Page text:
In the Clean Sky consortium, several members were working on modelling and simulation of aircraft systems with the multi-domain modelling language Modelica. The final goal was to not only utilise these models for design and evaluation, but also to directly use Modelica controller models for generation of certified code in embedded systems. On one hand, this will improve the system design process, since controllers developed in Modelica won’t need to be coded manually in a different language. On the other hand, advanced nonlinear controllers could possibly be certified and thus applied on-board an aircraft.
The objective of the CertMod project was to define the type of models and the Modelica 3.3 subset that shall be handled. This subset was based on the discrete extensions of Modelica 3.3, including clocks and state machines. Once this subset was identified a prototype of a DO-178B Level A qualified code generator was developed. This code generator was an extension of the already existing SCADE Suite KCG code generator that has been qualified at Level A for DO-178B on numerous aircraft projects (Airbus A380, Boeing 787, etc.) by all civilian aeronautics certification authorities (FAA, EASA, etc.). It produced the C source code for the controller that can be guaranteed to be a correct implementation of the input Modelica model. In order to do so, a preliminary phase was added to KCG in order to perform a translation from the identified Modelica 3.3 subset into an intermediate form of KCG.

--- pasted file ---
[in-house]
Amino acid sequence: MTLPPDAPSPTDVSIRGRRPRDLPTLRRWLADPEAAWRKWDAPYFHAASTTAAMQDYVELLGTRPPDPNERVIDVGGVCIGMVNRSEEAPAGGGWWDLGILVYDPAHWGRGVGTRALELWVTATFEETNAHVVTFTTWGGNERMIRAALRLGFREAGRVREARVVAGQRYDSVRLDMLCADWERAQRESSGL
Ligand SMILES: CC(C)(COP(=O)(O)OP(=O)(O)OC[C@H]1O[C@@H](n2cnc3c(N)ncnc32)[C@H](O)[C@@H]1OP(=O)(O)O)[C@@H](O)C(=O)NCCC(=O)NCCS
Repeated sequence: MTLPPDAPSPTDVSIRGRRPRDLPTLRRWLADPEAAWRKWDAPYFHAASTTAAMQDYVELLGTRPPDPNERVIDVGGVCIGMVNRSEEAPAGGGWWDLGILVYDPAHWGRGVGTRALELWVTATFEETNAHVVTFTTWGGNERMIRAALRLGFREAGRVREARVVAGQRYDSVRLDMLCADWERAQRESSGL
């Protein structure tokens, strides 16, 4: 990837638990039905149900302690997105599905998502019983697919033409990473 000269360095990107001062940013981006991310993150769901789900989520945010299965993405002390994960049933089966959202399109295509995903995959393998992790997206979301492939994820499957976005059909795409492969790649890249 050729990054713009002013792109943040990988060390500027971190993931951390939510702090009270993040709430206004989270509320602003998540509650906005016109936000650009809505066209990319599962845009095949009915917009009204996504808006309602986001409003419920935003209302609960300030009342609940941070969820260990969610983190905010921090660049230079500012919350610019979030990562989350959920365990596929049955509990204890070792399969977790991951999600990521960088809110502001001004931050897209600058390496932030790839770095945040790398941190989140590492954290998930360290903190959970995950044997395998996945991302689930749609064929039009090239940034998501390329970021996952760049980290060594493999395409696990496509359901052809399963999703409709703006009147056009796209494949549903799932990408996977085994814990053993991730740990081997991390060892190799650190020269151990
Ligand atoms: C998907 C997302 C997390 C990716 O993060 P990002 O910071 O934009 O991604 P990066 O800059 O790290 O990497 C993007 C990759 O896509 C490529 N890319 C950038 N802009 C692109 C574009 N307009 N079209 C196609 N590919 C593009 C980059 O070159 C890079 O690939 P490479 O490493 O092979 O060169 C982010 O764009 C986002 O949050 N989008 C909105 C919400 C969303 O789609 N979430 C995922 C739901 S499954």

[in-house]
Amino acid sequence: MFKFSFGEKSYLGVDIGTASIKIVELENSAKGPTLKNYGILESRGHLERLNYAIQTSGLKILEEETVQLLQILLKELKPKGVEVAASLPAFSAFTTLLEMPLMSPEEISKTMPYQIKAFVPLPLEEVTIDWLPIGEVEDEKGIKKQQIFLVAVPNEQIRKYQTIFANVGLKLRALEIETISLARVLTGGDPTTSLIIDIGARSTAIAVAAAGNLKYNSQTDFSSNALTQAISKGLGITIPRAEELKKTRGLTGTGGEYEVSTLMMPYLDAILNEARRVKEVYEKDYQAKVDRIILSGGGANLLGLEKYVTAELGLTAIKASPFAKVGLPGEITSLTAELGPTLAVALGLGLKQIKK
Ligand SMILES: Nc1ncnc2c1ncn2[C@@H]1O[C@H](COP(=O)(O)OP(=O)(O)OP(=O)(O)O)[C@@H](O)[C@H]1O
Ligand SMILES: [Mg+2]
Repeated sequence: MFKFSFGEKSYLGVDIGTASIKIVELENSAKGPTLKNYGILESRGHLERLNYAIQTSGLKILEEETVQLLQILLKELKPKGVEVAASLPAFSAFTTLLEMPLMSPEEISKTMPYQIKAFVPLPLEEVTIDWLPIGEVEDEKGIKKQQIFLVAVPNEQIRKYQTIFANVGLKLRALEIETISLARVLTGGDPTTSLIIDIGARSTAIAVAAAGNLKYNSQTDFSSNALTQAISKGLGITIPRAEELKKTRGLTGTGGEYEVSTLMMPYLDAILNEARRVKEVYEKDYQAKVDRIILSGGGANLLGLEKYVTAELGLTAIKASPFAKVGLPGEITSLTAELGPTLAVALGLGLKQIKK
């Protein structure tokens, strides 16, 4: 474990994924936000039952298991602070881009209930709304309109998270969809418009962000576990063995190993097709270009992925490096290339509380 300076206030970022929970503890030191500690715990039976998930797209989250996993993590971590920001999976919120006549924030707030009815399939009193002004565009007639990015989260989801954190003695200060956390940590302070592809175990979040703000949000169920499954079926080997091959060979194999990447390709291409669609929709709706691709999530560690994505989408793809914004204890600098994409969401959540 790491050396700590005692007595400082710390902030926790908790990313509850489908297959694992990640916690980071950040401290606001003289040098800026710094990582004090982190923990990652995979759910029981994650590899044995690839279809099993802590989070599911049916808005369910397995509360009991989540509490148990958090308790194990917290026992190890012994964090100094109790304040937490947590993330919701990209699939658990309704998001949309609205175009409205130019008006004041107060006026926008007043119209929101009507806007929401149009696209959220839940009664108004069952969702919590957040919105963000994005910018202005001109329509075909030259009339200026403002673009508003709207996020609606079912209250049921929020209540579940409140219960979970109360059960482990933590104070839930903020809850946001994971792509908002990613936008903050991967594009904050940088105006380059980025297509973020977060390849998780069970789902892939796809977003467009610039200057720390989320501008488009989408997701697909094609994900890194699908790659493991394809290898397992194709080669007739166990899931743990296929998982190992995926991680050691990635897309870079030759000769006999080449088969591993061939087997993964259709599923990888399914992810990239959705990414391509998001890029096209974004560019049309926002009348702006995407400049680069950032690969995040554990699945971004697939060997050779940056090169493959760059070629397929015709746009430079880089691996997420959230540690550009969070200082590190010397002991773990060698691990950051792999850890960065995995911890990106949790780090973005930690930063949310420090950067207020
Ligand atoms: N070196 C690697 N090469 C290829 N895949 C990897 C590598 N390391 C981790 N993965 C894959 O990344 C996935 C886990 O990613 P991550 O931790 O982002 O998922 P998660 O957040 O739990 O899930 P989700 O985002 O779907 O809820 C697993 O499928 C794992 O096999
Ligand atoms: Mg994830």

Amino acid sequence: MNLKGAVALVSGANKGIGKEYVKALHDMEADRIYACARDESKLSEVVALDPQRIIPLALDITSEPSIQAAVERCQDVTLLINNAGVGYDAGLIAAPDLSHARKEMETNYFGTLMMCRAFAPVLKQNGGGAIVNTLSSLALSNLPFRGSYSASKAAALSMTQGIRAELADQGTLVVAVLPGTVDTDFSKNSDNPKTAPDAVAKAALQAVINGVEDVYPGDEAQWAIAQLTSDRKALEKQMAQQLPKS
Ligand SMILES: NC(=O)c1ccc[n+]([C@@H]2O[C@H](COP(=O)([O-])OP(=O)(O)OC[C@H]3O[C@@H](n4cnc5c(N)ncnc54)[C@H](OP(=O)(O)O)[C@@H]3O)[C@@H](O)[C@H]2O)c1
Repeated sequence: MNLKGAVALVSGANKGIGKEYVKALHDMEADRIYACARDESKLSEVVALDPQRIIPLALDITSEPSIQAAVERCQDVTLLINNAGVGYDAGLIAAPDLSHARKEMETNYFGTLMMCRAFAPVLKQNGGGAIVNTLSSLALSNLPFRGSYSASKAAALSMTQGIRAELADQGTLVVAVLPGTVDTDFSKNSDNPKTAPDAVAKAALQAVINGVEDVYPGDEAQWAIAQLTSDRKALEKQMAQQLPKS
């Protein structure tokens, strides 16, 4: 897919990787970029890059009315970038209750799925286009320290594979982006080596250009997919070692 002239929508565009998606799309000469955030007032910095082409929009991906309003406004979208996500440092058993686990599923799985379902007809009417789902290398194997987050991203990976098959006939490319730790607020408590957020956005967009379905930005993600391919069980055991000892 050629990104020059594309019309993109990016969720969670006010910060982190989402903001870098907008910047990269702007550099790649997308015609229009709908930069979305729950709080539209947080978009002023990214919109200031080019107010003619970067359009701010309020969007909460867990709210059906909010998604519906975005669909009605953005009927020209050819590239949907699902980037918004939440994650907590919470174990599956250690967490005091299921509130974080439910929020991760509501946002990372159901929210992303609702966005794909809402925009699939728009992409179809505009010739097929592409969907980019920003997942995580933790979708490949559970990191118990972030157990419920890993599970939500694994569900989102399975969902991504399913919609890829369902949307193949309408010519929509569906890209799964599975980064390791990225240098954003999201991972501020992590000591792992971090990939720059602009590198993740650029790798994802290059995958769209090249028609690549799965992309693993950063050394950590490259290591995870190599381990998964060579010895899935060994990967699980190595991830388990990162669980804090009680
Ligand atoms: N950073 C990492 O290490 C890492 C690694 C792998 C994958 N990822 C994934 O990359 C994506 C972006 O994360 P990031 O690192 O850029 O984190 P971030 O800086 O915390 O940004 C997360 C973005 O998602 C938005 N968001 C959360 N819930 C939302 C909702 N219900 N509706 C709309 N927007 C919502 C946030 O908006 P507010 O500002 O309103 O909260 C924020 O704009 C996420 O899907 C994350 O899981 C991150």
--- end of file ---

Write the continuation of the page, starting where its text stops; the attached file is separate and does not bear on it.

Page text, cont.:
Work was performed to prototype the elements of the code generator that are necessary to qualify the tool. This included traceability from the input Modelica model down to the C generated code, various types of specification and design documents, and a procedure to extensively test the code generator.
Two representative Modelica models were provided by DLR, the topic manager, and were used to validate the code generator prototype.
The Clean Sky consortium aimed to demonstrate substantial environmental and economic benefits of more electric aircraft systems technologies. The design and validation of such highly integrated systems urged the need for more co-operative development processes involving aircraft, engine, and equipment manufacturers.
The design process has to be supported through advanced modelling and simulation capabilities. Therefore, a goal of the Clean Sky consortium was to define standardised modelling methods and tools in each phase of the energy system design process. In particular, models that span the full operating region were directly usable in control systems of the aircraft, in order to significantly improve the behaviour.